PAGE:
them matter to interest us greatly, and arouse our curiosity and astonishment.
     Owls seem to us a dull and stupid race, principally because we only notice
them during the day, which nature requires them to spend in sleep, the structure
of their eyes compelling them to avoid the light, and seek concealment in hollow
trees, in caves, and obscure retreats.  But we should recollect that the diurnal
birds are, during night, the time for their repose, as dull and stupid as owls
are during the day.  We should therefore not judge the habits of quadrupeds by
the same standard.  In regard to their fur, and external markings, there are
many that will strike even the most careless observer as eminently beautiful.
The little animal which is here presented to you is one of this description.  In
the distribution of the tints that compose its gaudy dress, in the regularity of
its lines and spots, and in the soft blendings of its various shades of colour,
we have evidence that even species whose habitations are under ground, may
present to the eye as rich and beautiful a vesture as is found in the garb of a
majority of the lively songsters of the woods.
     In the warm days of spring the traveller on our Western prairies is often
diverted from the contemplation of larger animals, to watch the movements of
this lively little species.  He withdraws his attention for a moment from the
bellowing buffalo herd that is scampering over the prairies, to fix his eyes on
a lively little creature of exquisite beauty seated oil a diminutive mound at
the mouth of its burrow, which seems by its chirrupings and scoldings to warn
away the intruder on its peaceful domains.  On a nearer approach it darts into
its hole; but although concealed from view, and out of the reach of danger, its
tongue, like that of other scolds of a more intelligent race, is not idle; it
still continues to vent its threats of resentment againt its unwelcome visitor
by a shrill and harsh repetition of the word "seek-seek."
     There is a great similarity in the habits of the various spermophili that
compose the interesting group to which the present species belongs.
     They live principally on the open prairies, make their burrows in the
earth, and feed on roots and seeds of various kinds, which they carry in their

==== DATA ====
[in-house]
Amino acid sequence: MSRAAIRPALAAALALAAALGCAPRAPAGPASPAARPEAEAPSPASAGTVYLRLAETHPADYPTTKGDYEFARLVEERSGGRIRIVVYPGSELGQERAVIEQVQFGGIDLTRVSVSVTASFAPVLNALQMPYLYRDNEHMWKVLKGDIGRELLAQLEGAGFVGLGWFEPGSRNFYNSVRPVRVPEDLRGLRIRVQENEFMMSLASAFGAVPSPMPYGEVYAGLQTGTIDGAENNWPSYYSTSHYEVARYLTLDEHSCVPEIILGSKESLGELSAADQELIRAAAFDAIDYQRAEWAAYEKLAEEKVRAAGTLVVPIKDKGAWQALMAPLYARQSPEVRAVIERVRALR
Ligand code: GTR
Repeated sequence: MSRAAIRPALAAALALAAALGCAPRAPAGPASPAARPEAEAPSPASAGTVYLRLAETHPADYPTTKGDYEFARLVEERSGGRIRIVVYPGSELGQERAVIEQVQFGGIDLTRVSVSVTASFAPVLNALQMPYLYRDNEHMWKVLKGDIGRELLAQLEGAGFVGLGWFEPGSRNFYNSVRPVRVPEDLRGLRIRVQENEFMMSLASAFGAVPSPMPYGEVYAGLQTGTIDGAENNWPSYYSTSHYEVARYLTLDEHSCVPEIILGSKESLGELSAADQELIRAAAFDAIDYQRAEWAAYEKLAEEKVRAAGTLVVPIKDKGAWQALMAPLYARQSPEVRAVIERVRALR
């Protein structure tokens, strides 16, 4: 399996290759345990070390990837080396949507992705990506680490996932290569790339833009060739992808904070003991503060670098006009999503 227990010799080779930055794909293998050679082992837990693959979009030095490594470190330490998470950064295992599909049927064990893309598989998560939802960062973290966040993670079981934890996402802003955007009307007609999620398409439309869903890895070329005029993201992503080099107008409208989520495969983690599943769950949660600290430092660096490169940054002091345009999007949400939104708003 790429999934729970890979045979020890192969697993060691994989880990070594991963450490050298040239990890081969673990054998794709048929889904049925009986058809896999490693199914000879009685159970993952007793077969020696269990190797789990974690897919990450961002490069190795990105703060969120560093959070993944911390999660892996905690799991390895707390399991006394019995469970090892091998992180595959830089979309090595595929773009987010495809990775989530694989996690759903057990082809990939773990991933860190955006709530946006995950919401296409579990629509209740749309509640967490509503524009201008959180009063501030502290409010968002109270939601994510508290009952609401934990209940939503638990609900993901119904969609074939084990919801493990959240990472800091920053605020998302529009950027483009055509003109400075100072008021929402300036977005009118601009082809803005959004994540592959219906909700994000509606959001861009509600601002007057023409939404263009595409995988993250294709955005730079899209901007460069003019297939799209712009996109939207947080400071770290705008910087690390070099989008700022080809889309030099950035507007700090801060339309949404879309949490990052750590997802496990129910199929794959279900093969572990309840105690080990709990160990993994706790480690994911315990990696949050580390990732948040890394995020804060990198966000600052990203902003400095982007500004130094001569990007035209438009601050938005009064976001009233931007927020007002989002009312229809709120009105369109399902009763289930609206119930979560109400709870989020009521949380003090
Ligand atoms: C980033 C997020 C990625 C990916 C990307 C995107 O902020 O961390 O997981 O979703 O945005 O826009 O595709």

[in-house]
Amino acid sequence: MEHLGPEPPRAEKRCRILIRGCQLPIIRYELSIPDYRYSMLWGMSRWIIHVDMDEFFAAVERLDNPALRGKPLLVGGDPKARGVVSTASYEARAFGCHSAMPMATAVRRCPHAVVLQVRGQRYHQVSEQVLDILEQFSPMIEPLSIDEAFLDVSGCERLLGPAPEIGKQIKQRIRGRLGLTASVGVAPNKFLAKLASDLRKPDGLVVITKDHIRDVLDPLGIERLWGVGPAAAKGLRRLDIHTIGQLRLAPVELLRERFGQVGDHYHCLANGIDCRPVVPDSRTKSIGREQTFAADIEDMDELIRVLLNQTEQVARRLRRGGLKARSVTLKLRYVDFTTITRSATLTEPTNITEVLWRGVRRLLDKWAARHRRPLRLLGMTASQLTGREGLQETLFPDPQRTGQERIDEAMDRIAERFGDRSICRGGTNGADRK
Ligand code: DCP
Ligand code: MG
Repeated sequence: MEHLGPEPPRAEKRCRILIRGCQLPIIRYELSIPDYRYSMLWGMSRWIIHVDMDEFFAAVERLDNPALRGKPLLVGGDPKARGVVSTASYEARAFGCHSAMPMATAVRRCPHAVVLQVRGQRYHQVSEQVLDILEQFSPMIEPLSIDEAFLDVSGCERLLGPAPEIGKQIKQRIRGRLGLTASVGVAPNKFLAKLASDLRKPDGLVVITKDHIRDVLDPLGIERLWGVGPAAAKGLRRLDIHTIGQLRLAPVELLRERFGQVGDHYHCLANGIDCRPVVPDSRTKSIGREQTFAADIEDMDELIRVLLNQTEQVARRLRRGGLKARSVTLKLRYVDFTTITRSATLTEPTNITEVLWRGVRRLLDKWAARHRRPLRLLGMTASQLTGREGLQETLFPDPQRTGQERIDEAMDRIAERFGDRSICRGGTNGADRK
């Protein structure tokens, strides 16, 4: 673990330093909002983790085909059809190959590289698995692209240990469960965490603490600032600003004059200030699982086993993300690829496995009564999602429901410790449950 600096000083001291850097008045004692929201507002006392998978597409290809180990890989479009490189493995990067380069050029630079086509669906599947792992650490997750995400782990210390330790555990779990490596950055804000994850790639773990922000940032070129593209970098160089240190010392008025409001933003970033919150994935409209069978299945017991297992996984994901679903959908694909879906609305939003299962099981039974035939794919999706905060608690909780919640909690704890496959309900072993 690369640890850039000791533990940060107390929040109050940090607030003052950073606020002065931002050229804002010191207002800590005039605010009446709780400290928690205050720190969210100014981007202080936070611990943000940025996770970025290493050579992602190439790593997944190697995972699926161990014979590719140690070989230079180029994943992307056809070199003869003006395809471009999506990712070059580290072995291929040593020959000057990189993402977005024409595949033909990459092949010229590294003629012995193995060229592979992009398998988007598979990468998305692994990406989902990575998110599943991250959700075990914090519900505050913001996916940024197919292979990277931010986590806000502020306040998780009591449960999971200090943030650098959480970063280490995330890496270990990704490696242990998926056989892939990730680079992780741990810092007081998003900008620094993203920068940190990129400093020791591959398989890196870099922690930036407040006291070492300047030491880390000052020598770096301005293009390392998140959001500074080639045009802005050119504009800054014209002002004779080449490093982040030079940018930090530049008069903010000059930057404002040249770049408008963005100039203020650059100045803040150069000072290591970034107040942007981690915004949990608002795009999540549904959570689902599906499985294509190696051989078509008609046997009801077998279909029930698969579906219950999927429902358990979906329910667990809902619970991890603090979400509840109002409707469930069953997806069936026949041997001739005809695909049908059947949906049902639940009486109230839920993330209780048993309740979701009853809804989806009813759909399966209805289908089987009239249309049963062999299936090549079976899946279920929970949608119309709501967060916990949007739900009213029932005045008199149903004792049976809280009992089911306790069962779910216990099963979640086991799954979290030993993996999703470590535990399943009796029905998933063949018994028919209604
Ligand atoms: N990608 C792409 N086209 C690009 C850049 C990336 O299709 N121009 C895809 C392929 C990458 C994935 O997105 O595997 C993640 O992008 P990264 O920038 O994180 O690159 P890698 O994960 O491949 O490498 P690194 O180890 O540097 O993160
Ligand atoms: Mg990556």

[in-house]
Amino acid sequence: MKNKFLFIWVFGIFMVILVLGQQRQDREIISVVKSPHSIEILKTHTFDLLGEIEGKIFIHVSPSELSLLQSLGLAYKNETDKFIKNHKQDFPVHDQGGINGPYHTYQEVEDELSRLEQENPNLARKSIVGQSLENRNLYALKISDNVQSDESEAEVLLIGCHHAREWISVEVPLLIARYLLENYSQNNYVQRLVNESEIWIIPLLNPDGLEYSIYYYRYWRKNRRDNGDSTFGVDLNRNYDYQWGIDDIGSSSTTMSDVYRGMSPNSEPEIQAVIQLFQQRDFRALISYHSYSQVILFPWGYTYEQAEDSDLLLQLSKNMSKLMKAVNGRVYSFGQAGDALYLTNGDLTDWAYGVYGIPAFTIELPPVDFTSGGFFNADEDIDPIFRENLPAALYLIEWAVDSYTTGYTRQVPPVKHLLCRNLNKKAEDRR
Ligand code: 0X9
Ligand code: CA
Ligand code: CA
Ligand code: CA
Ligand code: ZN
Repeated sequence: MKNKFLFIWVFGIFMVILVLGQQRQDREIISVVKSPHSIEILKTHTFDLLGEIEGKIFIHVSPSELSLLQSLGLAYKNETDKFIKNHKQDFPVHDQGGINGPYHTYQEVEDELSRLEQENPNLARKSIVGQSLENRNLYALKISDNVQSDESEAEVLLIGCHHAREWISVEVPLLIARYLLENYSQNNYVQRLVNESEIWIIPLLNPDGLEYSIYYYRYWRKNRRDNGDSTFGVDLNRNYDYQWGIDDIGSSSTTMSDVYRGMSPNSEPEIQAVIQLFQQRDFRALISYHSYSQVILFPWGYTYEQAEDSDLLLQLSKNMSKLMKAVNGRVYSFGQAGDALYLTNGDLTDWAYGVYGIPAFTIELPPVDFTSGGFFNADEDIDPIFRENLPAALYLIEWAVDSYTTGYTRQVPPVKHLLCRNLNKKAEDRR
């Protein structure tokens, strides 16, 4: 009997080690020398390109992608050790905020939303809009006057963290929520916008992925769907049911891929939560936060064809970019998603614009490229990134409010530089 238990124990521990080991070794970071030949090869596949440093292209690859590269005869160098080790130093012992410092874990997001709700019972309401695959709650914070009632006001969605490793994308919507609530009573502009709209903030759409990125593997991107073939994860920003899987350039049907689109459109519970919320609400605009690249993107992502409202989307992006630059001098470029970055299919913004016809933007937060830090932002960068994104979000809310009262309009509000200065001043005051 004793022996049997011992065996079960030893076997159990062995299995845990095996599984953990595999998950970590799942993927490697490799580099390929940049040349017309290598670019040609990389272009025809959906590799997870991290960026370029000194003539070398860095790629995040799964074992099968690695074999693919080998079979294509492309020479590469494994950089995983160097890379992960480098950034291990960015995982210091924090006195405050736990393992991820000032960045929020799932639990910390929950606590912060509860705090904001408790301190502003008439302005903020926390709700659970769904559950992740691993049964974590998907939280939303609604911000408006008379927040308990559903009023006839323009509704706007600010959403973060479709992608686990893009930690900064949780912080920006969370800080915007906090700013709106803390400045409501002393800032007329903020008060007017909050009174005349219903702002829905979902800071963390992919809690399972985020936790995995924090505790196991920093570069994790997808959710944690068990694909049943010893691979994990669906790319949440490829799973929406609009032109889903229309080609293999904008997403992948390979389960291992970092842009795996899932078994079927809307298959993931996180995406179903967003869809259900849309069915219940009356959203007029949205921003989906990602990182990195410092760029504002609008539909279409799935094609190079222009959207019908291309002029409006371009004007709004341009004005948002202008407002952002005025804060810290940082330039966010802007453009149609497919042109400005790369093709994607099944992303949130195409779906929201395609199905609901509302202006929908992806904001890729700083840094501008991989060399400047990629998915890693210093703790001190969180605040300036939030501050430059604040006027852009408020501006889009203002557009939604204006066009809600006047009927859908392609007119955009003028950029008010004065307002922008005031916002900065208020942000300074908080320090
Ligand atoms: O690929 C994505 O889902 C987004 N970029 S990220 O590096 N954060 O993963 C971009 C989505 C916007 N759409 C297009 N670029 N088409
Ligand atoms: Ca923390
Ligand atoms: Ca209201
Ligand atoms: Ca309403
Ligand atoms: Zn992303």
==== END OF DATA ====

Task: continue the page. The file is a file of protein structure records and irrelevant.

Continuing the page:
pouches to their dark retreats under ground.
     The holes of this species, according to RICHARDSON, run nearly
perpendicularly, and are so straight, that they will admit a stick to be
inserted to the depth of four or five feet.  He supposes that owing to the depth
of their burrows, which the sun does not penetrate very early in spring, they do
not make their appearance as early as some others, especially S. Richardsonii.
     As soon as they feel the warmth of spring they come forth and go in quest
of their mates; at this period they seem fearless of danger, and are easily
captured by the beasts and birds of prey that frequent the plains.  The males
are said to be very pugnacious at this season.
     This is believed to be the most active and lively of all our known species
of marmot-squirrels; we recently observed one in New-York that played in a wheel
in the manner of the squirrel.  We saw in Charleston a pair in a cage, that were
brought from Missouri by an officer of the army.  They were adults, had but
recently been captured and were rather wild.  They seemed to keep up a constant
angry querulous chattering; they were fed on various kinds of nuts and grains,
but principally on corn-meal and pea or ground-nuts, (Arachis hypogaea.)  They
would come to the bars of the cage and take a nut from the hand, but would then
make a hasty retreat to a little box in the corner of their domicile.  On our
placing a handful of filberts in front of the cage, they at first came out and
carried off one by one to their store-house; but after we had retired so as not
to be observed, they filled their pouches by the aid of their paws, and seemed
to prefer this mode of transporting their provisions.  As we were desirous of
taking measurements and descriptions, we endeavoured to hold one in the hand by
the aid of a glove, but it struggled so lustily and used its teeth so savagely
that we were compelled to let it go.
     This species frequently takes up its residence near the fields and gardens
of the settlers; and in the neighbourhood of Fort Union and other places, was
represented as particularly destructive to the gardens.
     We found the Leopard-Spermophile quite abundant near Fort Union, on the
Upper Missouri.  Their burrows were made in a sandy gravelly soil; they were
never deep or inclined downwards, but ran horizontally within about a foot of
the surface of the earth.  This difference in habit from those observed by
RICHARDSON may be owing to the nature of the different soils.  We dug some of
their burrows and discovered that the holes ran in all directions, containing
many furcations.
     RICHARDSON states that "the males fight when they meet, and in their
contests their tails are often mutilated."  All the specimens, however, that we
obtained, were perfect and in good order.
     The Leopard-Spermophile has two more teats than are found in the majority
of the species of this genus, and hence it may be expected to produce an
additional number of young.  RICHARDSON informs us that ten young were taken
from a female killed at Carlton House.  This was on the 17th May, and we from
hence presume that they produce their young soon after this period.

                        GEOGRAPHICAL DISTRIBUTION.

     We have not heard of the existence of this species farther to the north
than latitude 55 degrees.  It was found by SAY at Engineer Encampment on the
Missouri; we found it at Fort Union, latitude 40 degrees 40 minutes; and it is
said to extend along the prairies on the Eastern side of the Rocky Mountains
into Mexico.
     The name tridecem lineatus (thirteen lined) is not particularly euphonious,
nor very characteristic; yet as it has in conformity with long established
usages existing among naturalists, been admitted into our standard works, we
have concluded to adopt it.
     The figures given by SABINE and F. CUVIER of this species are defective,
each having been taken from a specimen in which the tail had been mutilated.
That given by RICHARDSON, Fauna boreali Americana, drawn by LANDSEER, is more